Shortly after that I was taken to a prison facility.
Over the next year and a half, my co-accused, Mary and I went through our trials, though we found it hard to follow what was going on. We were given a translator with very little understanding of the English language. Whenever we were going to court, we would see our photos in the newspapers but we didn’t understand what they had written about us.
But one day, an article was published which seemed to be very different from everything that had been published before. There was something different because all the prisoners were coming to look at us like they were feeling sorry for us. When we asked for a translation of what had been written, most of them were reluctant to tell us – except for one prisoner who spoke English. She told me that we were going to be hanged. The South African embassy later confirmed to me that I had just 30 days to live before I would be hanged.
To me it was a relief that at least I was going to die. It was my wish that it would be better if they would hang me there and then because life was so difficult in that prison.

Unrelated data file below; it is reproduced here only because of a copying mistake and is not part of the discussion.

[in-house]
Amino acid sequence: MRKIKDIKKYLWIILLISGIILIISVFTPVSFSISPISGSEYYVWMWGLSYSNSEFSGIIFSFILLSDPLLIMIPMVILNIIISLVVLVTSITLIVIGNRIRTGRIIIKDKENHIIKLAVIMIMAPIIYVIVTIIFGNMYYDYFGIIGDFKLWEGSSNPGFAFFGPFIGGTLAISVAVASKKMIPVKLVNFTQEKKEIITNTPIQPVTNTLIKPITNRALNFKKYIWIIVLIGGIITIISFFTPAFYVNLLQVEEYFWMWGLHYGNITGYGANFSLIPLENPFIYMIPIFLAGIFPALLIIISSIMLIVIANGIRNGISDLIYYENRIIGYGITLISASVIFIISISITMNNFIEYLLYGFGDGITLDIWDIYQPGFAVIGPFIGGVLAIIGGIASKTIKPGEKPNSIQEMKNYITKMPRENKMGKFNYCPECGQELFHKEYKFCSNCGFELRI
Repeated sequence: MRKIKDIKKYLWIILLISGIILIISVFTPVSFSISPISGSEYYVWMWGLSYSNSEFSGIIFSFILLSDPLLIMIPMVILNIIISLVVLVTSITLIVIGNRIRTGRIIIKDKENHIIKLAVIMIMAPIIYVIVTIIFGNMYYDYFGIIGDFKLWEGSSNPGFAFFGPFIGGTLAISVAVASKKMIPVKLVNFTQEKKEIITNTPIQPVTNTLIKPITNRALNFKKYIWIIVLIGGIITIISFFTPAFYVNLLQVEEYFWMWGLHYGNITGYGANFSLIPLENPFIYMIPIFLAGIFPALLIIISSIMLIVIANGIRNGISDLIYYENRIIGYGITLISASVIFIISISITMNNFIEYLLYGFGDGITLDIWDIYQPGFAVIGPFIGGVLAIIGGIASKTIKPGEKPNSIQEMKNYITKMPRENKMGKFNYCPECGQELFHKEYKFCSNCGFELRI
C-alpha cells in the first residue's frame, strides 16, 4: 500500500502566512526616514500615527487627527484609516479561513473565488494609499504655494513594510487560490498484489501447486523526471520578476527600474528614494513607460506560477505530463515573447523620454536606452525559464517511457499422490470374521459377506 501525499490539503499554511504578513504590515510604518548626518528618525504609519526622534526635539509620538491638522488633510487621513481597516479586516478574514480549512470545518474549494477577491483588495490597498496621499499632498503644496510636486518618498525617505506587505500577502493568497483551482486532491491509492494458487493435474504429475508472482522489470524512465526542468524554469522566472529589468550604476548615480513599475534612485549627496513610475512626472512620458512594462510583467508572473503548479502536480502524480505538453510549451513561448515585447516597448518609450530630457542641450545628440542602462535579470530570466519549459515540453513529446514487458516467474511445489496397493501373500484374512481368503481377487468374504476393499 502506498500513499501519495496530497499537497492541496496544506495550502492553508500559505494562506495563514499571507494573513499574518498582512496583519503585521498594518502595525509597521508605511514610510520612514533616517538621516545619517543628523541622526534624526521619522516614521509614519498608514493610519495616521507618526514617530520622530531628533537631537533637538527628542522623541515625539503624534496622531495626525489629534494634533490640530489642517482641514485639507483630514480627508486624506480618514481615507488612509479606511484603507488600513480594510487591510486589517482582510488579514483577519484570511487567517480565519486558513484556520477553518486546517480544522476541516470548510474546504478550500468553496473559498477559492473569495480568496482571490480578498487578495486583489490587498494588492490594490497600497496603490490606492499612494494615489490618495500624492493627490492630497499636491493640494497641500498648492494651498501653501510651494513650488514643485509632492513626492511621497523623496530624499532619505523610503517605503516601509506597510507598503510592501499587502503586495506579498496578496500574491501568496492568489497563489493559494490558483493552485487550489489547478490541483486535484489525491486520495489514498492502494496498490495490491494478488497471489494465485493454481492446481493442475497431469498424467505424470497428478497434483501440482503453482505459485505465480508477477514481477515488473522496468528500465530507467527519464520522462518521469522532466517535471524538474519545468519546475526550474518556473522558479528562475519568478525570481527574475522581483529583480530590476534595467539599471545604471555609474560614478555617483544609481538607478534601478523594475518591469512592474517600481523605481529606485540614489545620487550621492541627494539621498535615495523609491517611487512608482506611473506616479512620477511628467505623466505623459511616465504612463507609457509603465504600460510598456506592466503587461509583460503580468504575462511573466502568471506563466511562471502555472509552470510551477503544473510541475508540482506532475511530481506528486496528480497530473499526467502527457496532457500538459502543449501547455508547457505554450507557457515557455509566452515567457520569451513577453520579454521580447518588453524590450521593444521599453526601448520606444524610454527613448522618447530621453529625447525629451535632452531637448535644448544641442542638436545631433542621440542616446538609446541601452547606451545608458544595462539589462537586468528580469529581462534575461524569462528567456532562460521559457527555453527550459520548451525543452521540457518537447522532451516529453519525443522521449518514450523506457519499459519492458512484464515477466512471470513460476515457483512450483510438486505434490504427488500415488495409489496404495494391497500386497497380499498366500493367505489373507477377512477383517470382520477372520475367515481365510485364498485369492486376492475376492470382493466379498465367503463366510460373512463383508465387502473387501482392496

My children were always on my mind. I was thinking about them all the time. Sometimes I would dream about them only to wake up to find that I’m in prison. If I died, I wouldn’t dream about them again; I won’t think or worry about them and it would be better for me to die.
When I was given the death penalty I was afraid to tell my family that I was going to die. Whenever I called my sister I told her I had been sentenced to five years imprisonment.
When the 30thday came, I waited from early in the morning around 3am. I was thinking that maybe they would come and take us where we were going to be hanged. But nothing happened. The evening came and nothing happened. The following day nothing happened. Second day. Third day. Nothing. And they were not telling us anything.
Days turned into weeks and weeks into months.
It was in the months that followed that I learned that my sentence had been commuted from death to life in prison. I didn’t know why. I was still looking forward to dying. But then I had a conversation with Mary that gave me a new perspective. She told me about the Muslim custom where dead people were given a swift burial, often before sunset on the day they die.
“Are they not going to take my body home?” I asked.
She said, “No, they will bury you here, same time.”
When Mary told me that, my eyes were opened. ‘So if I get hanged here, even my kids will never know where my body is buried,’ I thought. That was when I told myself that I was going to live for my kids. I was not going to die.